For many Protestants, Orthodoxy is an unsettling mix—a culturally foreign faith that at times feels very Protestant.

Harold O. J. Brown, professor of theology Trinity Evangelical Divinity School in Deerfield, Illinois, has been fascinated with Orthodoxy since his graduate school days, when he studied Irenaeus and other early church fathers. He is a member of Evangelical Free Church and a leading commentator on theology and society. He has written a number of books, including, Heresies: The Image of Christ in the Mirror of Heresy and Orthodoxy from the Apostles to the Present (Baker, 1988). He talked with Christian History about his views on Orthodoxy.

What about Orthodoxy do you appreciate most?

The Orthodox have a tremendous sense of the continuity of the people of God, that is, tradition. Also, they have a deep respect for Scripture; their services are primarily Scripture verses added one to another. And, of course, there is the beauty and majesty of Orthodox services.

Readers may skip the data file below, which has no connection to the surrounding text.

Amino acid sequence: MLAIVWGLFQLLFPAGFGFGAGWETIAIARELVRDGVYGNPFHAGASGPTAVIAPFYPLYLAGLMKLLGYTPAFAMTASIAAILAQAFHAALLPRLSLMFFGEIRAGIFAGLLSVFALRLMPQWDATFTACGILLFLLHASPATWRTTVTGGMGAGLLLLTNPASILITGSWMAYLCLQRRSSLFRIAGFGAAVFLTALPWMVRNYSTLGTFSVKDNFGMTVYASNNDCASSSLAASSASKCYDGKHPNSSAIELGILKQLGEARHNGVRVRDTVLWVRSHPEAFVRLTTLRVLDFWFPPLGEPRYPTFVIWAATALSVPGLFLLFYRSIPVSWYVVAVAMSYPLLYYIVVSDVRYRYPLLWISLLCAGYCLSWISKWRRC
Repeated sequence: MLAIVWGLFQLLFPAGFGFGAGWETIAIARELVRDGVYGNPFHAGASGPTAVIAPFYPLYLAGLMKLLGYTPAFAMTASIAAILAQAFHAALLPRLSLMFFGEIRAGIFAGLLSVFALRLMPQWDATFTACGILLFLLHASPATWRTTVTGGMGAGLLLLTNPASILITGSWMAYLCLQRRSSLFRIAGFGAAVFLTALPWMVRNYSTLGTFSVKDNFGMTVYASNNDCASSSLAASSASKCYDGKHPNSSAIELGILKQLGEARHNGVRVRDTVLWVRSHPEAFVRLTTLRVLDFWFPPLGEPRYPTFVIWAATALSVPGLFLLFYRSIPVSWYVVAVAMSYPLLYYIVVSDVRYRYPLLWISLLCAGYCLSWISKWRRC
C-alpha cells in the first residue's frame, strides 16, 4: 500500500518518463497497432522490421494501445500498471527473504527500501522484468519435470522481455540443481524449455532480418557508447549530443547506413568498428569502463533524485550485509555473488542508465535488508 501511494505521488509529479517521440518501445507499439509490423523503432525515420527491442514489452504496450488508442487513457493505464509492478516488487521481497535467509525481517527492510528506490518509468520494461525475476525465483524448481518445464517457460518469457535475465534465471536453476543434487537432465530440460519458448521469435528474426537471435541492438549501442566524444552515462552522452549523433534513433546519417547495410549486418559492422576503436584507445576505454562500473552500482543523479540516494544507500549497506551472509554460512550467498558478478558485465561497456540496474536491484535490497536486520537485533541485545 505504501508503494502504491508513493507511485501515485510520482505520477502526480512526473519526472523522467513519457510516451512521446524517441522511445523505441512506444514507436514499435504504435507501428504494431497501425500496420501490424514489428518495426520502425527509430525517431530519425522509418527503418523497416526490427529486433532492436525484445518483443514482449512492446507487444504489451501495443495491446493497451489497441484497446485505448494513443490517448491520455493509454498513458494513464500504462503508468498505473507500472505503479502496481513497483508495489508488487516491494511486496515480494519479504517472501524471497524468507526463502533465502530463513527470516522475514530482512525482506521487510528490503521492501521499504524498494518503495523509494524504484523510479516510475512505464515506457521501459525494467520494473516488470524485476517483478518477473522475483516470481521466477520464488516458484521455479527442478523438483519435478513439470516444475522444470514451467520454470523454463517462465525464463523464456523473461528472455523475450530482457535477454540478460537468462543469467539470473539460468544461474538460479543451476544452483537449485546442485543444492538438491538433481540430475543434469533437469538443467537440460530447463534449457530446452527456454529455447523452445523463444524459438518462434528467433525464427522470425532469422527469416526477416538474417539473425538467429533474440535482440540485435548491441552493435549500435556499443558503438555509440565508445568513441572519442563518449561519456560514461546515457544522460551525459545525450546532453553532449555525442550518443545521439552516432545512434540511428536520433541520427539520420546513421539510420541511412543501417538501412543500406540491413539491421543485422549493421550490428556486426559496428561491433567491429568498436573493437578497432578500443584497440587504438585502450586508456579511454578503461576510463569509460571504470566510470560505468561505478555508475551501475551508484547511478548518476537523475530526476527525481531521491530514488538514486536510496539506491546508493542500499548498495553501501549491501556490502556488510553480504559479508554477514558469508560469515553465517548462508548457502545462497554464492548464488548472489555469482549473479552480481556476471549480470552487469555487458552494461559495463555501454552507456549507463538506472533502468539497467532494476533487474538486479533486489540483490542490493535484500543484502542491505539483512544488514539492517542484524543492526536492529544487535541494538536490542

Not as well-known is the freedom allowed in Orthodoxy. Though it retains a great many traditions, it doesn't make non-scriptural matters mandatory. For example, in 1951 the Roman Catholic Church decreed the Assumption of the Virgin Mary to be a doctrine necessary to believe for salvation. The Orthodox have for centuries celebrated this belief (that Mary was assumed body and soul into heaven at the end of her life) in their Feast of the Dormition ("falling asleep") of Mary. But they have never made it mandatory to believe.

What does strong tradition and liturgy give the Orthodox?

Stability. I have an Orthodox friend who teaches at a well-known seminary. While studying at Harvard Divinity School, he became intellectually skeptical about the truth of the gospel. ...

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